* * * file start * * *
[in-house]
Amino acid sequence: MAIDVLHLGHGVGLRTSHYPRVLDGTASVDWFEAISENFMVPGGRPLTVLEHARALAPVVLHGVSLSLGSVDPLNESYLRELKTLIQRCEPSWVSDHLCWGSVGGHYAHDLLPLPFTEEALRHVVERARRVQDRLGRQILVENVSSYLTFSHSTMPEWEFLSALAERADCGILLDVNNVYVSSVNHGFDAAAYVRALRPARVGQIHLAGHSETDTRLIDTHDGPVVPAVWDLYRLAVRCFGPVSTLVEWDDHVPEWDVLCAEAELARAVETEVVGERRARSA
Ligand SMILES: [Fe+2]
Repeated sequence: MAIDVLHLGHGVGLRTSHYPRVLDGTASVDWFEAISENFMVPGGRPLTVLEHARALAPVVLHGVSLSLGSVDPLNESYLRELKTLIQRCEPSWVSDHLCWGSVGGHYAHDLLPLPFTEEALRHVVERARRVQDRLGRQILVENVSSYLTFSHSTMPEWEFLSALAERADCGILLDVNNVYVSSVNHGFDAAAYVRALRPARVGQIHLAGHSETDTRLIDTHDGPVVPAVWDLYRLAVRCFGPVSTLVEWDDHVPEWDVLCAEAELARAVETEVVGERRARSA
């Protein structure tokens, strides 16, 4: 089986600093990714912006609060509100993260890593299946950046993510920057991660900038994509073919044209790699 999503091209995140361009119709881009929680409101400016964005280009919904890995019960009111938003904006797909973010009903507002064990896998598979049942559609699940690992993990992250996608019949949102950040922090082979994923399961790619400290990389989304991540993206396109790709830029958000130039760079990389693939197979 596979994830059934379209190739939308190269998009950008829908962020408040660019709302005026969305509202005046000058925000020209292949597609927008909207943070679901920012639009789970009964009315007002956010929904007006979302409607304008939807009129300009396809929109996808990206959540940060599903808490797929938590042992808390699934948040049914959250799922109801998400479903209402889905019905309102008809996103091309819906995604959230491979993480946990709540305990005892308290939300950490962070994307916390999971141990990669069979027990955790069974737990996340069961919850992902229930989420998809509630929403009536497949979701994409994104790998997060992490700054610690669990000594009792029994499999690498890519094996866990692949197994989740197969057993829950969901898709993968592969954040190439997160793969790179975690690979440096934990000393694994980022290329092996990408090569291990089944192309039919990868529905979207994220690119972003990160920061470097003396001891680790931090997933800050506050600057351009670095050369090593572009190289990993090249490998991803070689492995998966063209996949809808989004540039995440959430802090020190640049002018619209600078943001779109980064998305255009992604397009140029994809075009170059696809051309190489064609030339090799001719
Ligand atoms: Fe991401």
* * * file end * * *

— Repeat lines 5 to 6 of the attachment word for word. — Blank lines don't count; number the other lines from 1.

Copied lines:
């Protein structure tokens, strides 16, 4: 089986600093990714912006609060509100993260890593299946950046993510920057991660900038994509073919044209790699 999503091209995140361009119709881009929680409101400016964005280009919904890995019960009111938003904006797909973010009903507002064990896998598979049942559609699940690992993990992250996608019949949102950040922090082979994923399961790619400290990389989304991540993206396109790709830029958000130039760079990389693939197979 596979994830059934379209190739939308190269998009950008829908962020408040660019709302005026969305509202005046000058925000020209292949597609927008909207943070679901920012639009789970009964009315007002956010929904007006979302409607304008939807009129300009396809929109996808990206959540940060599903808490797929938590042992808390699934948040049914959250799922109801998400479903209402889905019905309102008809996103091309819906995604959230491979993480946990709540305990005892308290939300950490962070994307916390999971141990990669069979027990955790069974737990996340069961919850992902229930989420998809509630929403009536497949979701994409994104790998997060992490700054610690669990000594009792029994499999690498890519094996866990692949197994989740197969057993829950969901898709993968592969954040190439997160793969790179975690690979440096934990000393694994980022290329092996990408090569291990089944192309039919990868529905979207994220690119972003990160920061470097003396001891680790931090997933800050506050600057351009670095050369090593572009190289990993090249490998991803070689492995998966063209996949809808989004540039995440959430802090020190640049002018619209600078943001779109980064998305255009992604397009140029994809075009170059696809051309190489064609030339090799001719
Ligand atoms: Fe991401």